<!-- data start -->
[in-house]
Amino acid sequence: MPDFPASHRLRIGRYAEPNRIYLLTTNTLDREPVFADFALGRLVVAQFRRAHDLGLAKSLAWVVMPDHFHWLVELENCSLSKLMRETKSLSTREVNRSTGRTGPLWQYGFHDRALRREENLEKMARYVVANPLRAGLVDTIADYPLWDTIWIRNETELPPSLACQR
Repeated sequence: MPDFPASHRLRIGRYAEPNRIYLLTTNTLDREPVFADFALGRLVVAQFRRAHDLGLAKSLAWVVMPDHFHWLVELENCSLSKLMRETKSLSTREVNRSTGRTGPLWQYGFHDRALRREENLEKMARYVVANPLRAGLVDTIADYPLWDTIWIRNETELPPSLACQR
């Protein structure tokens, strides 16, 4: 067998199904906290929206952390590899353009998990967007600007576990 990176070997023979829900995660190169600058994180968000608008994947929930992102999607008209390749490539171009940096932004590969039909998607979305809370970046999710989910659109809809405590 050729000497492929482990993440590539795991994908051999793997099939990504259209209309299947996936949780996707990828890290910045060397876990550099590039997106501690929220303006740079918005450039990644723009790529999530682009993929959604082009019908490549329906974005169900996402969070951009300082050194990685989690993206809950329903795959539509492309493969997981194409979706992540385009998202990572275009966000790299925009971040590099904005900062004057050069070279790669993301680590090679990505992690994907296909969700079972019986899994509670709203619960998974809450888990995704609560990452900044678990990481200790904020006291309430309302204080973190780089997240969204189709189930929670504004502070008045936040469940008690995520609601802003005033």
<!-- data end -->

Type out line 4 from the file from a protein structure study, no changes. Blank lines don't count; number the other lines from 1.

């Protein structure tokens, strides 16, 4: 067998199904906290929206952390590899353009998990967007600007576990 990176070997023979829900995660190169600058994180968000608008994947929930992102999607008209390749490539171009940096932004590969039909998607979305809370970046999710989910659109809809405590 050729000497492929482990993440590539795991994908051999793997099939990504259209209309299947996936949780996707990828890290910045060397876990550099590039997106501690929220303006740079918005450039990644723009790529999530682009993929959604082009019908490549329906974005169900996402969070951009300082050194990685989690993206809950329903795959539509492309493969997981194409979706992540385009998202990572275009966000790299925009971040590099904005900062004057050069070279790669993301680590090679990505992690994907296909969700079972019986899994509670709203619960998974809450888990995704609560990452900044678990990481200790904020006291309430309302204080973190780089997240969204189709189930929670504004502070008045936040469940008690995520609601802003005033």